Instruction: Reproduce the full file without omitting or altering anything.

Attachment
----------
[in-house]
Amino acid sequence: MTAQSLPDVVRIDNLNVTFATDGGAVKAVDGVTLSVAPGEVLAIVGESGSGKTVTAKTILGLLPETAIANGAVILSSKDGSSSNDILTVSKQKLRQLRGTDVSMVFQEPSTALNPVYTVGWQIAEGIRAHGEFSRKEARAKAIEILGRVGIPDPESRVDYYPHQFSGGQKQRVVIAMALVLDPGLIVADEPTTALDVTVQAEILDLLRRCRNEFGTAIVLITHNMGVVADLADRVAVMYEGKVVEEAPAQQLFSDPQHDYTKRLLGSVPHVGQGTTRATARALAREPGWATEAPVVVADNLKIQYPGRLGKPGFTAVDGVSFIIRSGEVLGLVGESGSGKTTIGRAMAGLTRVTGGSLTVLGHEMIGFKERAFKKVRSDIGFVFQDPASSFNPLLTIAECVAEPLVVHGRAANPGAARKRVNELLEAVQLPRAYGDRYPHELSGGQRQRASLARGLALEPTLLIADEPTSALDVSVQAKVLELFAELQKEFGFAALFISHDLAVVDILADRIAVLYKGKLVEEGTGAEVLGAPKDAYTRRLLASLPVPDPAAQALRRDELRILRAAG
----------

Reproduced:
[in-house]
Amino acid sequence: MTAQSLPDVVRIDNLNVTFATDGGAVKAVDGVTLSVAPGEVLAIVGESGSGKTVTAKTILGLLPETAIANGAVILSSKDGSSSNDILTVSKQKLRQLRGTDVSMVFQEPSTALNPVYTVGWQIAEGIRAHGEFSRKEARAKAIEILGRVGIPDPESRVDYYPHQFSGGQKQRVVIAMALVLDPGLIVADEPTTALDVTVQAEILDLLRRCRNEFGTAIVLITHNMGVVADLADRVAVMYEGKVVEEAPAQQLFSDPQHDYTKRLLGSVPHVGQGTTRATARALAREPGWATEAPVVVADNLKIQYPGRLGKPGFTAVDGVSFIIRSGEVLGLVGESGSGKTTIGRAMAGLTRVTGGSLTVLGHEMIGFKERAFKKVRSDIGFVFQDPASSFNPLLTIAECVAEPLVVHGRAANPGAARKRVNELLEAVQLPRAYGDRYPHELSGGQRQRASLARGLALEPTLLIADEPTSALDVSVQAKVLELFAELQKEFGFAALFISHDLAVVDILADRIAVLYKGKLVEEGTGAEVLGAPKDAYTRRLLASLPVPDPAAQALRRDELRILRAAG